Strategies of economic endurance: Israeli Palestinians in the ethnic economy and the public sector

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Abstract

This chapter reports the results of comparative analysis of the socioeconomic achievements (income, occupational prestige, standard of living, job power characteristics) of four groups of Palestinian citizens of Israel: employees in the Palestinian-owned businesses, employees in the dominant (Jewish-owned) economy, employees in the public sector, and self-employed workers. The findings indicate that Israeli Palestinians have two paths to overcome barriers for advancement in the main economy. The first option, economic entrepreneurship, is realized mostly by joining a family business, while the second option, public employment, is more meritocratic and depends upon formal education. Private-sector employees are almost equally disadvantaged in both segments of the economy. The Palestinian economy, however, is important for offering the possibility of self-employment, and given the unfeasibility of assimilation, the ethnic economy is certainly vital for the well-being of Palestinians. We argue that this situation is typical to ethnic minorities in post-colonial societies, in which ethnic separation is deeply engraved into the social structure.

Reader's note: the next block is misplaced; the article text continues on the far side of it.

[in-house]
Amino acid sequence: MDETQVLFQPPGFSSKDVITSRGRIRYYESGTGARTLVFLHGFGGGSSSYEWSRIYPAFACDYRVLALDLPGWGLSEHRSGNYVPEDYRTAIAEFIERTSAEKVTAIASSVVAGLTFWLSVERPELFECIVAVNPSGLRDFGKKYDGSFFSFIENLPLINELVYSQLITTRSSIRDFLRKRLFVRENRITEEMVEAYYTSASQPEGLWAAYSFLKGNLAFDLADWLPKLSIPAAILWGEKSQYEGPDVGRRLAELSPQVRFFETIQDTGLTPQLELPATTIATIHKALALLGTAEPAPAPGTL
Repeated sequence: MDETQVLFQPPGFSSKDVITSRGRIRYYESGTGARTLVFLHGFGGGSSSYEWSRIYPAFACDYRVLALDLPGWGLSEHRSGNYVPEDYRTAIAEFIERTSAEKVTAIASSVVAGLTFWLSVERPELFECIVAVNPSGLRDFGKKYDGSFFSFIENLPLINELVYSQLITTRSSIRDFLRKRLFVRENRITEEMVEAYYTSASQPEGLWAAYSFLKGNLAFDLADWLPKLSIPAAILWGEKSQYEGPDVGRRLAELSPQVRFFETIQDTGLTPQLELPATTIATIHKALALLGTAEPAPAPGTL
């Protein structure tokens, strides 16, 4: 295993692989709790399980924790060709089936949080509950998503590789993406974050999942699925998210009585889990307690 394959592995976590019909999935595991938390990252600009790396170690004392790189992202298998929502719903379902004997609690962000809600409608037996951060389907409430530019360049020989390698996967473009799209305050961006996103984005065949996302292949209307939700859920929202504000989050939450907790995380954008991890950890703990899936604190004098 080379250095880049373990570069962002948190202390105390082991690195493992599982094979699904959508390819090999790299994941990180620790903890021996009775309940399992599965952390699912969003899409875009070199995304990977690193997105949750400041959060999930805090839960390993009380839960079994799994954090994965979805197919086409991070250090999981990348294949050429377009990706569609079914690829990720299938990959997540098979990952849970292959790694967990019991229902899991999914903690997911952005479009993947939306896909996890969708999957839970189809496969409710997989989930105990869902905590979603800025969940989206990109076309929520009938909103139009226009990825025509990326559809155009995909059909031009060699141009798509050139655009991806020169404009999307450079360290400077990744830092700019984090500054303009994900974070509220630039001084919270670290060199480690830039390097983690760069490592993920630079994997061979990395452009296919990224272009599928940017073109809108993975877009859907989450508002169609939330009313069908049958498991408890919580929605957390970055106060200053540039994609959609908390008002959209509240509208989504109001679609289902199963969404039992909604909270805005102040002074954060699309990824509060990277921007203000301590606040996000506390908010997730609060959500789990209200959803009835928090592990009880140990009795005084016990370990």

Original languageEnglish
Pages (from-to)207-247
Number of pages41
JournalResearch in Social Stratification and Mobility
Volume18
Issue numberC
DOIs
StatePublished - 1 Jan 2001

ASJC Scopus subject areas

  • Social Sciences (miscellaneous)

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